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Introduction of Scoliosis


  Scoliosis is a medical condition in which patients' spine has a sideways curve. The curve is usually "S"- or "C"-shaped. There are many conditions could result in scoliosis, including congenital vertebral malformations, idiopathic (with unknown etiology) one, neuromuscular problems, inherited disorders or conditions caused by the environmental factors.
 

        The population frequency of scoliosis is about 3-5%. An estimated 65% of scoliosis cases are idiopathic, about 15% are congenital and about 10% are secondary to a neuromuscular disease.
 

Idiopathic scoliosis represents a majority of cases while its causes are largely unknown, presented as simply spinal curve without vertebral malformations. Adolescent idiopathic scoliosis (AIS) has no clear causes, and is generally believed to be multifactorial. The prevalence of scoliosis is 1% to 2% among adolescents, and it often presents during an adolescent‘s growth spurt and is more often diagnosed in females than males. Several candidate-gene and genome-wide association studies (GWAS) as well as genetic linkage have been conducted, in which several associated loci were identified.
 
Congenital Scoliosis (CS) is a congenital deformity of the spine presented as spinal curve with vertebral malformations in a prevalence of 0.5-1‰, which contributes significantly to morbidity and mortality. It can also accompany with other organic deformities, for instance renal, cardiac or intra-spinal defects. CS is characterized by severe deformities, rapid progression and 30-60% of which with multiple comorbidities, compromising pulmonary function and causing paralysis, which give rise to a significant impact on both physical and psychological health of the patients. The high cost of CS treatment renders a heavy burden to both the families and the whole society. Up to now, the compound heterozygous model of TBX6 (a rare null variant compound with a common hypomorphic allele) accounts for the most important genetic causes of world-wide CS sporadic patients.
 
Secondary scoliosis mainly caused by neuropathy or myopathy, which can lead to an impaired function of muscular support for the spinal column so that the spinal column is pulled in abnormal directions. Some conditions which may cause secondary scoliosis include muscular dystrophy, spinal muscular atrophy, poliomyelitis, cerebral palsy, spinal cord trauma, and myotonia etc.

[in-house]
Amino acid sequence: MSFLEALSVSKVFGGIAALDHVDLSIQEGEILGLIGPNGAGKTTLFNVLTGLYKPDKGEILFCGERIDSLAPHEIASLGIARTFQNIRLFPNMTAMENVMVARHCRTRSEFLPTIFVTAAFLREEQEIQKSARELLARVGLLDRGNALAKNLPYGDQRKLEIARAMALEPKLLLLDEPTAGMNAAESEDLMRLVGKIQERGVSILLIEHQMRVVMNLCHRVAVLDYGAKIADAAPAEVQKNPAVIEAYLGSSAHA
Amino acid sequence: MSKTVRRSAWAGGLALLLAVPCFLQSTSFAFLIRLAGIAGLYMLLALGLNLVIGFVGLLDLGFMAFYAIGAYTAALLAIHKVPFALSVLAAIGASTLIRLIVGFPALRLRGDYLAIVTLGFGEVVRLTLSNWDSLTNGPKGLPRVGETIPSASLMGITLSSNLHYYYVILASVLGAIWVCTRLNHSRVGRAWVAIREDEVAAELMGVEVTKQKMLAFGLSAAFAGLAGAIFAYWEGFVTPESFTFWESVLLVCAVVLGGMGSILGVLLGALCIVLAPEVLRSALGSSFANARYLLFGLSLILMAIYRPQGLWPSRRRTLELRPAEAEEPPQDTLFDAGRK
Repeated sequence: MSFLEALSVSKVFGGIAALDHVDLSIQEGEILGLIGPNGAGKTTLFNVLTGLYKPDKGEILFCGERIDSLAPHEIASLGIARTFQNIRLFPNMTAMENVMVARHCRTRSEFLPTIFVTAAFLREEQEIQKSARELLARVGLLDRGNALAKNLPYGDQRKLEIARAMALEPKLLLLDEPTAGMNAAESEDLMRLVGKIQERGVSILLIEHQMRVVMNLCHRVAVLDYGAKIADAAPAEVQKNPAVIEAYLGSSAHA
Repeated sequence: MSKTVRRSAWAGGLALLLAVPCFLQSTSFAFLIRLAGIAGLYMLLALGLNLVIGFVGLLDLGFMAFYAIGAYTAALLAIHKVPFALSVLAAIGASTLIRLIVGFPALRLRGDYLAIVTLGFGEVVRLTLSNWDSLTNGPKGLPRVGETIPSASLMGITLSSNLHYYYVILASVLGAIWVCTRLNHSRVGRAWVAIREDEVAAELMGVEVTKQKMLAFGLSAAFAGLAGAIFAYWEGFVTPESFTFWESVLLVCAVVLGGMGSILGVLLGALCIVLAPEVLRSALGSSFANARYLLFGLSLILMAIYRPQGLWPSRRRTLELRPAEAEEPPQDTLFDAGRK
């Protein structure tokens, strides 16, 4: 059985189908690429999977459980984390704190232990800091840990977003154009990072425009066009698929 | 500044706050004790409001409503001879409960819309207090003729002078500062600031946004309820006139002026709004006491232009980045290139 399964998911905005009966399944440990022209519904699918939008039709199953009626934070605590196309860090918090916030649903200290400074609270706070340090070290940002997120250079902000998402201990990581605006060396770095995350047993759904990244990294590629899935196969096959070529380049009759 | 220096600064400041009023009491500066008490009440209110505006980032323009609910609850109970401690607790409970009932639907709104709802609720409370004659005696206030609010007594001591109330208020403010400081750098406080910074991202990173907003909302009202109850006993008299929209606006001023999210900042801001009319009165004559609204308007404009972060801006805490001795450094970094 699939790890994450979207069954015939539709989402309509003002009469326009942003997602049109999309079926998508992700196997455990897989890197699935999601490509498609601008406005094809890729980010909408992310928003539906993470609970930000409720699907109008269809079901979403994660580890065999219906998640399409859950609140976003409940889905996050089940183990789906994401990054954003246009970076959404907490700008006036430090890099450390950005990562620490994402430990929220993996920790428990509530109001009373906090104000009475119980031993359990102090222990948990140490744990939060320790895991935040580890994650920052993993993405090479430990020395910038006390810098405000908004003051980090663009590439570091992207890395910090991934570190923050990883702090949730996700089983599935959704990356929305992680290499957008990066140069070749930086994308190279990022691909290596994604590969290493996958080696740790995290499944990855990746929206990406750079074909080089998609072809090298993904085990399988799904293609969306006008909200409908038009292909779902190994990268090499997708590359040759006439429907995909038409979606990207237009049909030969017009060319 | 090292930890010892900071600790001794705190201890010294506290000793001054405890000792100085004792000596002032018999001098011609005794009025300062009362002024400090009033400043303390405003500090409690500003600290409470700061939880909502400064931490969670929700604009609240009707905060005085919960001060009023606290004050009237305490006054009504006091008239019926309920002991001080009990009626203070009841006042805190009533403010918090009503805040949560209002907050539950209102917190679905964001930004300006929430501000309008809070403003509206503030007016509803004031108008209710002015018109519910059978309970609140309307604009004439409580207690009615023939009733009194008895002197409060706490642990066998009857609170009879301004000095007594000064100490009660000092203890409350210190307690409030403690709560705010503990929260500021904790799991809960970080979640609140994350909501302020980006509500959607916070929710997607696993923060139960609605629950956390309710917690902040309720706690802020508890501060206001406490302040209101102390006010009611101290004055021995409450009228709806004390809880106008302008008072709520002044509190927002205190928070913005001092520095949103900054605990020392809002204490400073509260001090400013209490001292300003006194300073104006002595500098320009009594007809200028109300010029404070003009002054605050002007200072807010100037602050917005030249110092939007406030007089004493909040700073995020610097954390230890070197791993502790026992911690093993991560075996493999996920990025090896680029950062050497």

Scoliosis associated with known syndromes is often sub-classified as "syndromic scoliosis". Patients with those syndromes share scoliosis and are different from each other in associated systemic phenotypes, i.e. Klippel-Feil syndrome (KFS), Alagille syndrome (ALGS), and VACTERL Association etc.
Early onset scoliosis (EOS) is defined as curvature of the spine in children >10° with onset before age 10 years. Young children with EOS are at risk for impaired pulmonary function because of the high risk of progressive spinal deformity and thoracic constraints during a critical time of lung development. The treatment of EOS is very challenging because the patients with EOS often medically complex, and often needs multiple surgeries. In the past, early spinal fusion was performed in children with severe progressive EOS, which corrected scoliosis but limited spine and thoracic growth and resulted in poor pulmonary outcomes. The current goal in treatment of EOS is to maximize growth of the spine and thorax by controlling the spinal deformity, with the aim of promoting normal lung development and pulmonary function. However, the treatment of early-onset scoliosis (EOS) remains a challenging and rapidly evolving area of pediatric orthopedics.

Department of orthopedic surgery, Peking Union Medical College Hospital (PUMCH), Peking Union Medical College (PUMC) & Chinese Academy of Medical Sciences (CAMS)

Beijing Key Laboratory for Genetic Research of Skeletal Deformity

Medical Research Center of Orthopedics, Chinese Academy of Medical Sciences

Tel: +86-10-69152809

E-mail: dr.wunan@pumch.cn

Address: Department of orthopedic surgery, Peking Union Medical College Hospital, No.1 Shuaifuyuan, Dongcheng District, Beijing 100730, China

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